The construction of Aswa Bridge in Atiak Sub-county, Amuru District has stalled for more than two years. Construction of the bridge meant to Link Atiak Sugar Factory to its sugarcane plantation in Lamwo District was meant to kick off in October 2020 for a contract period of two years.
The government contracted Sobetra Uganda Ltd. in a joint venture with Otada Construction Company Limited to undertake the bridge works measuring 120 Meters long, 4 spans, and 12 meters high at a tune of 20.9 billion Shillings. The works were to be supervised by the Uganda National Roads Authority (UNRA).
Benson Ongom, the Director of Corporate Affairs at Atiak Sugar Factory, however, says that despite being paid 30 percent of the total project cost, the contractor abandoned the site just three months after setting its camp. According to Ongom, the delayed construction of the bridge is a major setback to the operations of the sugar factory now that the works are being transitioned from manual to mechanized operations.
Ongom notes that they had anticipated cutting down transport costs over a 250 km stretch from sugarcane plantations in Palabek Sub-county in Lamwo through Kitgum district to Gulu since it would only take 30 km using the bridge.
Bunty Seeruttun, the Director of Agriculture at Horyal Investment Holding Company Ltd says the completion of the bridge would significantly help in reducing the lead distance between the sugarcane plantation and the factory.
Seeruttun says lead distance carries a big cost in sugarcane harvest and production adding that there is a need to reduce it. “The more we want to be productive and efficient on our cost, the more we need to focus on our lead distance,” says Seeruttun.
Seeruttun however says some of the machines can’t be driven a distance of over 200km to a sugarcane plantation in Lamwo and emphasized the need for having the bridge worked on to cut down transport costs.
Allan Ssempebwa, the Uganda National Roads Authority (UNRA) spokesperson confirmed the delayed construction of the bridge and attributed it to the change orders of the contract by the government. He says initially, the contractor was meant to construct a road but a change of order was later approved to have a bridge included in the design.
In a letter dated October 12, 2020, UNRA Executive Director Allen Kagina, directed that funds originally meant for upgrading the Kaya-Yei road linking Uganda and South Sudan would now be used to finance the construction of the Aswa Bridge and Nyimur-Bibia road. The government had initially contracted Kark Technical Services Ltd for the construction of the Kaya-Gulumbi (40km) road at the tune of 18.8 billion Shillings in Lot 1 of the project and awarded 20.93 billion shillings to Sobetra Uganda Ltd, and Otada Construction Company Ltd joint venture for the construction of the Gulumbi-Yei road works (39.5 km) in Lot 2.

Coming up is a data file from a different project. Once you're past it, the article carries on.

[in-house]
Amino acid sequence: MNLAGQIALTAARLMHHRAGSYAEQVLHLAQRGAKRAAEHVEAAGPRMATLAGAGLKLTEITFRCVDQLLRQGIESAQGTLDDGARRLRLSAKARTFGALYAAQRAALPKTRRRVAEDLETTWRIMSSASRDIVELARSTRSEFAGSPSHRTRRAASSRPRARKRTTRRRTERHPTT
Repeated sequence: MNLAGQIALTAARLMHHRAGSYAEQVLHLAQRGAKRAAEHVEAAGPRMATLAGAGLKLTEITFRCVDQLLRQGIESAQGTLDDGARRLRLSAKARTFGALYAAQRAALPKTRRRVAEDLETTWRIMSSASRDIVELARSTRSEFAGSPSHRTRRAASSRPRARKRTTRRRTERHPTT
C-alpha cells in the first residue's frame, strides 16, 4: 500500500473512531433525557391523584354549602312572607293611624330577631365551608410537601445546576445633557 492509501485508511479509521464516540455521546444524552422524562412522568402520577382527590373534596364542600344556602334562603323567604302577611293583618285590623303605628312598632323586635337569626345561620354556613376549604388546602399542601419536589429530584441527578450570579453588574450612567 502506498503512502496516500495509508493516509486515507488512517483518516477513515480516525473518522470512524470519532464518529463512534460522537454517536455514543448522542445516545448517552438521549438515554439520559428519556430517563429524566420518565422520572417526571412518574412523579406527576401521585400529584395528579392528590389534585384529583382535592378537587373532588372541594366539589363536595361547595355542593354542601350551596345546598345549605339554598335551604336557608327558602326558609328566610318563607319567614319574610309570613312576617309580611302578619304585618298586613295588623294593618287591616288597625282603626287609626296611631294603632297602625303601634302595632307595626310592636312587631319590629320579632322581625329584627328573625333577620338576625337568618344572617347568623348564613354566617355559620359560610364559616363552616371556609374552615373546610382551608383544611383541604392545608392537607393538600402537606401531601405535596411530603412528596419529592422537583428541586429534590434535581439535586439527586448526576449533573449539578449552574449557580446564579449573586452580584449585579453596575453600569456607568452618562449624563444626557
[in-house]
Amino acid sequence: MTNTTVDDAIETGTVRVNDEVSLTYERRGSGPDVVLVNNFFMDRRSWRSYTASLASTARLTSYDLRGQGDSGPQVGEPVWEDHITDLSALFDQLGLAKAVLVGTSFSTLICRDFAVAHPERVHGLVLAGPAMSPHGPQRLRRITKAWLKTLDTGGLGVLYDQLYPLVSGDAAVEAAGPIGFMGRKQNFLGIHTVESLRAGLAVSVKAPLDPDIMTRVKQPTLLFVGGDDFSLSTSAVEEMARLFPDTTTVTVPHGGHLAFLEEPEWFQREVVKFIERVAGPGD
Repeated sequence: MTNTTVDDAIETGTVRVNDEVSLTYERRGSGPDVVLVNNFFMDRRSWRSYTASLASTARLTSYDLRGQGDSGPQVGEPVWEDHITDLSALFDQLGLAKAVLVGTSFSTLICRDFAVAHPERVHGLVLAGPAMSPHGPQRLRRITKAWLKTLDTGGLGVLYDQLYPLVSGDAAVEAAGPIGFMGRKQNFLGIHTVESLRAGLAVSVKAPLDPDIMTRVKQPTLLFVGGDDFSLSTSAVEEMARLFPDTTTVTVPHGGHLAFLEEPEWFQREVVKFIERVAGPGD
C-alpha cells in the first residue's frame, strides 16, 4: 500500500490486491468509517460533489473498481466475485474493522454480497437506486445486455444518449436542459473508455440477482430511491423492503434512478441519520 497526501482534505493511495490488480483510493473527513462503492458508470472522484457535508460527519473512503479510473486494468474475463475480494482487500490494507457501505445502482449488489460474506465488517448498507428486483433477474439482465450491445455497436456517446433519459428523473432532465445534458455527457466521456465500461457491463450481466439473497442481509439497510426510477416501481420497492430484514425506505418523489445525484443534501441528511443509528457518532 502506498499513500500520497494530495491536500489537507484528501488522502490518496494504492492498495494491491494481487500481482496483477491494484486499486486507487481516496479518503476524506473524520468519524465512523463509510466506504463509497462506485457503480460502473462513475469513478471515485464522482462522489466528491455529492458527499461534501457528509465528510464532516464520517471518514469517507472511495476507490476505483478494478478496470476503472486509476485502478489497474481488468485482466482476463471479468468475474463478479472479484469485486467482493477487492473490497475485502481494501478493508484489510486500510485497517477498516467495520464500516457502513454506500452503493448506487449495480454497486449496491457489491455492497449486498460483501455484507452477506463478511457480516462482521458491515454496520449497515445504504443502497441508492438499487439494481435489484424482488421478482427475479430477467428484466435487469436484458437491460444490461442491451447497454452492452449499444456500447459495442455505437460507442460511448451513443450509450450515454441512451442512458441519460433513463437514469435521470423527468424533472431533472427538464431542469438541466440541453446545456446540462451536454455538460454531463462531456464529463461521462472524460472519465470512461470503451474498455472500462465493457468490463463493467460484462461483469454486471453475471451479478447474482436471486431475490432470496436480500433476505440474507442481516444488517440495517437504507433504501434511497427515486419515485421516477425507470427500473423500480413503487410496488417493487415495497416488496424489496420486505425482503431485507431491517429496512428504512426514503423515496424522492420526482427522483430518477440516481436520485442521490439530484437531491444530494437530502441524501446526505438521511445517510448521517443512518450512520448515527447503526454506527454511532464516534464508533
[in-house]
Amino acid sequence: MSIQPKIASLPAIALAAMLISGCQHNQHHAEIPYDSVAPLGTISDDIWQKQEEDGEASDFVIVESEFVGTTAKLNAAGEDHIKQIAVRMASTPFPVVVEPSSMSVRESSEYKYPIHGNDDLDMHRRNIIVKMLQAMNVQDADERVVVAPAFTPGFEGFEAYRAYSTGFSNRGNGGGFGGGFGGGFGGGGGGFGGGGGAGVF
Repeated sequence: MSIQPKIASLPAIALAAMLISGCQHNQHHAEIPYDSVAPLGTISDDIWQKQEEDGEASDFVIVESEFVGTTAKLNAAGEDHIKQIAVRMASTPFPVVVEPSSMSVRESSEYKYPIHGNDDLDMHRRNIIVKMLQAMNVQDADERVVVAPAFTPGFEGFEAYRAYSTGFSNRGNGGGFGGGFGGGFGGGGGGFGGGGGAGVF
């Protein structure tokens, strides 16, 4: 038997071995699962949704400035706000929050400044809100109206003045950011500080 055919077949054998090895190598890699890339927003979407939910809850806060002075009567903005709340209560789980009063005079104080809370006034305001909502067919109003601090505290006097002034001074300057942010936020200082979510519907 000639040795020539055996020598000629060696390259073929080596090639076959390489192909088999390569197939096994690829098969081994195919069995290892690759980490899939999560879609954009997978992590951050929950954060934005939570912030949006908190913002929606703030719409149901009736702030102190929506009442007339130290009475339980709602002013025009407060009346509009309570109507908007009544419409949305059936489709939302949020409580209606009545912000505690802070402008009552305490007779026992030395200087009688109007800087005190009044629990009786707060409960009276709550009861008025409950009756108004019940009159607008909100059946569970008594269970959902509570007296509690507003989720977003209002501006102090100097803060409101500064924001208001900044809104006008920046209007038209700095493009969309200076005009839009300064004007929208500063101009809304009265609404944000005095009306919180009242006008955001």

All the contracts for road works were signed on November 29 and November 20 2019 respectively. The government however approved a change of orders for the project and instead processed the construction of the 41 Km Nyimur-Bibia road in Lot 1 and Aswa Bridge in Lot 2 all with all contracts to take 12 months using the same fund. The bridge construction would entail the opening up of new bridge access roads, drainage works, earthworks, and full graveling of approximately 2 km.
Sempebwa notes that the contractor is already undertaking the design of the new bridge adding that there is also a need to demine the area in which the road will pass through since it was a former warzone. Atiak Sugar factory in which the government enjoys a 49 percent share and Horyal Investment Holding Company Ltd 51 percent majority share closed their operation in May last year due to a shortage of canes.
Recently, the government through the Uganda Development Corporation (UDC) started supplying the Sugar factory with machines and equipment in a move aimed at mechanizing the operation of the factory that had been affected by successive fires. At least 50 percent of machines have already reached the factory site and they include heavy-duty trucks and tractors, excavators, graders, and sugarcane chopper harvesters among others-URN (For comments on this story, get back to us on 0705579994 [whatsapp line], 0779411734 & 041 4674611 or email us at email@example.com).